Library Services for Racially and Ethnically Diverse Communities
Fall 2016 Syllabus
Canvas Login and Tutorials
Canvas Information: Courses will be available beginning August 24th, 6 am PT unless you are taking an intensive or a one unit or two unit class that starts on a different day. In that case the class will open on the first day that the class meets.
You will be enrolled into the Canvas site automatically.
This course focuses on developing skills for planning, implementing and evaluating programs for addressing the information needs of racially, ethnically, and linguistically diverse communities. Reviews the major national, state and local studies.
Assignments and Grading
The assignments for this course are:
|Online Discussions||20%||Supports CLO #1, CLO #2|
|Visit Reports||10%||Supports CLO #3|
|Critical Notes||20%||Supports CLO #4|
|Term Paper||50%||Supports CLO #1, CLO #2, CLO #3|
Outline & Readings
*Note: required readings
*Caidi, N.; Allard, D. (2005). Social inclusion of newcomers to Canada: An information problem? Library and Information Science Research, 27(3), 302-324.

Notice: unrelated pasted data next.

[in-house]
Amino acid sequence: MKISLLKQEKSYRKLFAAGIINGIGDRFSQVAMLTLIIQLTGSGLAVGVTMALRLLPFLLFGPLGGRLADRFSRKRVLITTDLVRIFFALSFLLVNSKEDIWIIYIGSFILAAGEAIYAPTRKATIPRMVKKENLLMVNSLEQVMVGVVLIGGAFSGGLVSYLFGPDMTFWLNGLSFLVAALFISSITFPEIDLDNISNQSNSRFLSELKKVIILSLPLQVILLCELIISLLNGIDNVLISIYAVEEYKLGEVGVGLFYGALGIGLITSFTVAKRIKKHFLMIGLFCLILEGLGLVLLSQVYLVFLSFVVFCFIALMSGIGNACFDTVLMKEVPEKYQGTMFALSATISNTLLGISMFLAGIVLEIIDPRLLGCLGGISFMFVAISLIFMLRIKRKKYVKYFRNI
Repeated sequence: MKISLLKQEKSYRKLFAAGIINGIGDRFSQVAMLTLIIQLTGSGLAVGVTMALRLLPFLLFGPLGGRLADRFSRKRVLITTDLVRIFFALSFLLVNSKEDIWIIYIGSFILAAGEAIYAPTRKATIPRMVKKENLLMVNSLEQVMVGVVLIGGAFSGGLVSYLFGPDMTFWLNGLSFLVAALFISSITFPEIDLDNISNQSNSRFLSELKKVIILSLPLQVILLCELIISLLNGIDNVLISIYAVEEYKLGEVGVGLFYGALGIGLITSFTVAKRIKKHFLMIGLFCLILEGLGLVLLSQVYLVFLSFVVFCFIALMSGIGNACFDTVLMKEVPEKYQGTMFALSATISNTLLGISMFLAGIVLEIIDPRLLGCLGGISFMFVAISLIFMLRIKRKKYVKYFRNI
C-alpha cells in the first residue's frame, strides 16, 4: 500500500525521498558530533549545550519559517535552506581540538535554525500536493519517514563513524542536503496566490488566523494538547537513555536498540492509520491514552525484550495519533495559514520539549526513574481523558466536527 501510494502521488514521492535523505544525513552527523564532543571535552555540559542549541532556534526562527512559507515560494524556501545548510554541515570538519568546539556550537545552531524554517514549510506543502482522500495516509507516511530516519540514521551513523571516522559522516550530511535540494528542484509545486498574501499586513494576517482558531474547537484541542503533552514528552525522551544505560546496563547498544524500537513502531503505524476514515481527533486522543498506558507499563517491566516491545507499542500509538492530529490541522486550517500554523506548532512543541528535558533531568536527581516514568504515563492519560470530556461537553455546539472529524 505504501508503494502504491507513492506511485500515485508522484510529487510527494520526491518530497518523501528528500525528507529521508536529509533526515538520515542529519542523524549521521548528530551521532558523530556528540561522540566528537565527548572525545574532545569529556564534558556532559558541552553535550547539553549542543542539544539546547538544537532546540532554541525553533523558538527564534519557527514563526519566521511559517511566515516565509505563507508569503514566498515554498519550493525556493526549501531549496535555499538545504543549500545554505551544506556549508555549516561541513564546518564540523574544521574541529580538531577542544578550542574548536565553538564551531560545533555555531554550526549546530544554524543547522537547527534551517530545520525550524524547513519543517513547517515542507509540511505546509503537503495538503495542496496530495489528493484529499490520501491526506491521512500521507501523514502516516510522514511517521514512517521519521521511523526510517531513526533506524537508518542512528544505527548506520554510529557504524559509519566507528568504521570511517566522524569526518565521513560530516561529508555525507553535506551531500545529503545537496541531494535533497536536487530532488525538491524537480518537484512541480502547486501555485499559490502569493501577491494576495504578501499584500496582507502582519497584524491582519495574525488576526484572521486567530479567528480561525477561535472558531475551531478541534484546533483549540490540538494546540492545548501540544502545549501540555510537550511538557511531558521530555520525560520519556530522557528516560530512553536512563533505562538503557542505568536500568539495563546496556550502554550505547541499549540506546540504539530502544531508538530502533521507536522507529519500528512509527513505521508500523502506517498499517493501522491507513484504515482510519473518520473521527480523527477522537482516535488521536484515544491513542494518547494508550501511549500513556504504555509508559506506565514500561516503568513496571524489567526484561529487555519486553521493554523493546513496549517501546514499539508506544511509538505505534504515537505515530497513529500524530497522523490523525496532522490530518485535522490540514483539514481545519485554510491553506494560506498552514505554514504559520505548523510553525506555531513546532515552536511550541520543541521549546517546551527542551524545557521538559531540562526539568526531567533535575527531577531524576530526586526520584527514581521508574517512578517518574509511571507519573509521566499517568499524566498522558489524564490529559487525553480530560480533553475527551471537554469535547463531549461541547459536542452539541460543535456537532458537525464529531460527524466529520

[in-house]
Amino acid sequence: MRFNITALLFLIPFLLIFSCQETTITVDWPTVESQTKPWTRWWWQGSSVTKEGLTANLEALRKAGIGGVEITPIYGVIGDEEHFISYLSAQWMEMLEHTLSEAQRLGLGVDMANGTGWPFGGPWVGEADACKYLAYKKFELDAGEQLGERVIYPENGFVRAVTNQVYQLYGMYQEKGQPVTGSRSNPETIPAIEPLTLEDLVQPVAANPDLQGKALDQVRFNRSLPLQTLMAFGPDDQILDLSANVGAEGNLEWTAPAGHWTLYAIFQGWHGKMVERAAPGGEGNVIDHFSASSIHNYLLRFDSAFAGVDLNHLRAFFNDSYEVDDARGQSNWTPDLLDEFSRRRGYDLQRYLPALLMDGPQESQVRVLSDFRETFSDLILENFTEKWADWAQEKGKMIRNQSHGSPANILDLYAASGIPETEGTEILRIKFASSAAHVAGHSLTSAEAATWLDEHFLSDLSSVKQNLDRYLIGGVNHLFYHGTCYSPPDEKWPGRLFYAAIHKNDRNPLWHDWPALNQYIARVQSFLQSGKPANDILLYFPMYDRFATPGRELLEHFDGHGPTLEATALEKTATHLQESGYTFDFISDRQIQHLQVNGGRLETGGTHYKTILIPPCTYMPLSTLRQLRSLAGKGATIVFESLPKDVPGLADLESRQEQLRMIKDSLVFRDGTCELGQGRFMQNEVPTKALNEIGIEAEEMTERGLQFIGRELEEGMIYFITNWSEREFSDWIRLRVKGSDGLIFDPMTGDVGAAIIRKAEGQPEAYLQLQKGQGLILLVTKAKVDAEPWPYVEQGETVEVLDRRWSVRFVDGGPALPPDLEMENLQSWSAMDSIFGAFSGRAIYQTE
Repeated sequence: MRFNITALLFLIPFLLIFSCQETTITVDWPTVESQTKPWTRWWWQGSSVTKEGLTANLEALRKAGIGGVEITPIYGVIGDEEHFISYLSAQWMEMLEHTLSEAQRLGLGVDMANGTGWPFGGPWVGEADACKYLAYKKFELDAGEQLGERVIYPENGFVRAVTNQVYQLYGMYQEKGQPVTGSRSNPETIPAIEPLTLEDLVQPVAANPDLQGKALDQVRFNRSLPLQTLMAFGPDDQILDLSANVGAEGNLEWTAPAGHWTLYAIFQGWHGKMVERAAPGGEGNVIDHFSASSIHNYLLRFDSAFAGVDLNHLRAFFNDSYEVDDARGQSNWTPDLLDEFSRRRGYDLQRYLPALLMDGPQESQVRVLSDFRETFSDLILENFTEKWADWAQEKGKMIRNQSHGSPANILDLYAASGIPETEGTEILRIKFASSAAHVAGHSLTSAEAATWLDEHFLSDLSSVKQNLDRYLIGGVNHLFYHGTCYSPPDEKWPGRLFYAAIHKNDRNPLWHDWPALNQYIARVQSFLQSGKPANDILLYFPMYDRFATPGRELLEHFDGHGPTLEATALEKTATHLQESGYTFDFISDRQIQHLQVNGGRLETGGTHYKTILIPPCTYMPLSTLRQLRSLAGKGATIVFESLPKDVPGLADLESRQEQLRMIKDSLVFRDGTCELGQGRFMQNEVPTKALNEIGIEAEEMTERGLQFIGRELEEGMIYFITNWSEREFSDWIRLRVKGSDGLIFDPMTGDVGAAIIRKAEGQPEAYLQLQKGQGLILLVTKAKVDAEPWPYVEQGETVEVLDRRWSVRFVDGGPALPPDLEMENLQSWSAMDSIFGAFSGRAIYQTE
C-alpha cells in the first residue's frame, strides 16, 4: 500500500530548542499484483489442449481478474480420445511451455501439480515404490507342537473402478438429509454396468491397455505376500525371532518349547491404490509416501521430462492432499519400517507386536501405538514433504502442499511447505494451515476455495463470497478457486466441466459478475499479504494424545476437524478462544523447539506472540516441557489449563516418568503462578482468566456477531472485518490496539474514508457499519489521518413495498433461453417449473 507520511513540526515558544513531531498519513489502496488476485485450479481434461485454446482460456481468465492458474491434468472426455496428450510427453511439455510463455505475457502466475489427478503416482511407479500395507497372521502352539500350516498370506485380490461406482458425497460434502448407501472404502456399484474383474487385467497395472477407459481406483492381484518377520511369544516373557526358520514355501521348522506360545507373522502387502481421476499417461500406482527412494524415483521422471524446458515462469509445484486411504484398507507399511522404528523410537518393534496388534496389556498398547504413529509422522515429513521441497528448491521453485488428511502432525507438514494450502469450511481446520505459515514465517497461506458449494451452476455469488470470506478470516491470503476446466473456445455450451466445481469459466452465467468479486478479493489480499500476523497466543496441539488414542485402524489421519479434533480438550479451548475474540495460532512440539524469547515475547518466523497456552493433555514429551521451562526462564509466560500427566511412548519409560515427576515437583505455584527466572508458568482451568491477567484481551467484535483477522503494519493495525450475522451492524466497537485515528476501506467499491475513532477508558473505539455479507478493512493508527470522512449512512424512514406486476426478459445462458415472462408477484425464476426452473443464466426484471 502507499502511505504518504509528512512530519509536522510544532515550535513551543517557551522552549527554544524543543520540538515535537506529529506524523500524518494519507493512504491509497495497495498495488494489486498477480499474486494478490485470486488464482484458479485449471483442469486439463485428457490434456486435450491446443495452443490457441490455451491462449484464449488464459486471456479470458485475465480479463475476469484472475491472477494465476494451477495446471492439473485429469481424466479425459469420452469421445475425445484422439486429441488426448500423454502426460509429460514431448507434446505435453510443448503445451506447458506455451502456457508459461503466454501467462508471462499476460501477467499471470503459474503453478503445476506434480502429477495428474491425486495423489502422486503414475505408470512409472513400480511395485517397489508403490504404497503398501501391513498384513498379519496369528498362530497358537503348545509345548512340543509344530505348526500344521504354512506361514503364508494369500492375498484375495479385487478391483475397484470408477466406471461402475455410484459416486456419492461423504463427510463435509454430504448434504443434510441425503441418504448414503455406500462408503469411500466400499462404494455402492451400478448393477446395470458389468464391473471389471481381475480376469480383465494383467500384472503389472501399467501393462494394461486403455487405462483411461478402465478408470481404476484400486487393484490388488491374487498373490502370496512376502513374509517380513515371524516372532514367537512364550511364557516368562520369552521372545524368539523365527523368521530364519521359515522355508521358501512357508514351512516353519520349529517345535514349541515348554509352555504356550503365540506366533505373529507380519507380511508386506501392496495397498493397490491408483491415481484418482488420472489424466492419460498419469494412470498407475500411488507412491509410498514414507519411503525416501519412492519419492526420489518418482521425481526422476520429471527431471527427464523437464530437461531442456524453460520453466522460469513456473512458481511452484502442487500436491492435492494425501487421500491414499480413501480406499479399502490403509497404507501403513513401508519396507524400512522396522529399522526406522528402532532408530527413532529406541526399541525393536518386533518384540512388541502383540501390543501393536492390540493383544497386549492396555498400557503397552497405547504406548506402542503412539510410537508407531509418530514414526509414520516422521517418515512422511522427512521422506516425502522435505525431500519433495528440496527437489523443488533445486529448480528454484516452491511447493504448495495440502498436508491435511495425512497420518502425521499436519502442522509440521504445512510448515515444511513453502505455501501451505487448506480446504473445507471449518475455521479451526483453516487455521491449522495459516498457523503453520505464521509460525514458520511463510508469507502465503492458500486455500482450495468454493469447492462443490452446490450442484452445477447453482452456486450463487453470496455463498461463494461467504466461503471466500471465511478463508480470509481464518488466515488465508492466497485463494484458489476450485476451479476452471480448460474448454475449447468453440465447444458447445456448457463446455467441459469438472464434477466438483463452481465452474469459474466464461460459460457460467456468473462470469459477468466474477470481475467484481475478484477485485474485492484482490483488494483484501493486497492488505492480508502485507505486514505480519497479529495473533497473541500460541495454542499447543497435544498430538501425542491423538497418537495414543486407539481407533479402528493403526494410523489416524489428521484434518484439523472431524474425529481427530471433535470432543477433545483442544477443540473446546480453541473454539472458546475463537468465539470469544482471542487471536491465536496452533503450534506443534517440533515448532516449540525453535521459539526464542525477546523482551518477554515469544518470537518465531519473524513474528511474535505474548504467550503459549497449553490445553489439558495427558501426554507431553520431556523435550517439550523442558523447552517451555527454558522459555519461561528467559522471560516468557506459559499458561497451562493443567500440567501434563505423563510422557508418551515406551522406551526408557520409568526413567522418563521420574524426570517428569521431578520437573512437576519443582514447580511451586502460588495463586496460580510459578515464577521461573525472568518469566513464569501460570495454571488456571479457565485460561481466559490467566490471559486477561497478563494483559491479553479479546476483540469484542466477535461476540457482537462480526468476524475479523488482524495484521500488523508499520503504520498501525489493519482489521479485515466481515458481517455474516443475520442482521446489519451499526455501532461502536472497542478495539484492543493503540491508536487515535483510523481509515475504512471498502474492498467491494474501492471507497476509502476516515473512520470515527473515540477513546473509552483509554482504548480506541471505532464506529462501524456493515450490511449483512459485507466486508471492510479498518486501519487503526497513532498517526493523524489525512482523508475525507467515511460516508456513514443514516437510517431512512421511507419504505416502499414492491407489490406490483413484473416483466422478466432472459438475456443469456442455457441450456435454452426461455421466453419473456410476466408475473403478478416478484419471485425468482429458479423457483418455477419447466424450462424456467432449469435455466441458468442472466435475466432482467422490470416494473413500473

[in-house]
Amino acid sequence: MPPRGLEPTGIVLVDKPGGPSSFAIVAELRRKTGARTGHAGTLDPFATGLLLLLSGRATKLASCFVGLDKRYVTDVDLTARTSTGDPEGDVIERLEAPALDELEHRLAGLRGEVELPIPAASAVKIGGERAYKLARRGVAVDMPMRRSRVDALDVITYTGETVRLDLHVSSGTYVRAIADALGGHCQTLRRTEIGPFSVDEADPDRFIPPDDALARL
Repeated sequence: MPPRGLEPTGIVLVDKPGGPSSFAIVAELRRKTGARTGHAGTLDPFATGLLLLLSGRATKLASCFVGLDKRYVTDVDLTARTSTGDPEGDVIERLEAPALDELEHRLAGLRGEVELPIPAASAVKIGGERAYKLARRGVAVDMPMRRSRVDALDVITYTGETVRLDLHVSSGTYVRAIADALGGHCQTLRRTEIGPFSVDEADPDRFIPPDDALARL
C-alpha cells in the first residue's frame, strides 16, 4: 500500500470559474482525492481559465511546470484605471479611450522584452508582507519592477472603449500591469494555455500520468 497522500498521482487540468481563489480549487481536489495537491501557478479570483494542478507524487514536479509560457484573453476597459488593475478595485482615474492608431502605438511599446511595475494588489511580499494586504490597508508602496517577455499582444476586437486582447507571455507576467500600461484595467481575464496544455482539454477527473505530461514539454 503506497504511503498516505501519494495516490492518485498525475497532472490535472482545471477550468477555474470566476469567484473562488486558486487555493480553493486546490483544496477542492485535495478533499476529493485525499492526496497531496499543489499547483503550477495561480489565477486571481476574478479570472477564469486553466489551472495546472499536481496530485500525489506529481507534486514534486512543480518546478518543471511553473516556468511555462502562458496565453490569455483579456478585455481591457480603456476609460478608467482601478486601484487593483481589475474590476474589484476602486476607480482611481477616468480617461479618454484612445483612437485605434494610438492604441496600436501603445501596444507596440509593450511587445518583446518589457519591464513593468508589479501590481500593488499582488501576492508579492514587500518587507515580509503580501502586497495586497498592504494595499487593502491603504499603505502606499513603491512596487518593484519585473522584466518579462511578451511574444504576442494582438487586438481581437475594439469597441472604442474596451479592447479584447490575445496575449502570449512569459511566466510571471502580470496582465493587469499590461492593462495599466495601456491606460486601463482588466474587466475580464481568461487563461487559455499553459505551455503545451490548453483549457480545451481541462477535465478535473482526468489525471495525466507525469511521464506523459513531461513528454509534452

*Courtney, N. (2001). Barbarians at the gates; A half-century of unaffiliated users in academic libraries. Journal of Academic Librarianship, 27(6): 473-480.
Cunningham, A. (2004). Global and local support dimensions for emerging community languages. Australasian Public Libraries and Information Services, 17,113-124.
*Freiband, S. J. (1992). Multicultural issues and concerns in library education. Journal of Education for Library and Information Science, 33(4): 287-294.
*Mestre, L. S. (2010). Librarians Working with Diverse Populations: What Impact Does Cultural Competency Training Have on Their Efforts? Journal of Academic Librarianship, 36(6), 479-488.
Neely, T. & Lee-Smeltzer, K. (2001). Diversity now: People, collections, and services in academic libraries. Haworth Press, Inc.
*Shen, L. (2002). The dilemma of urban library service for the homeless.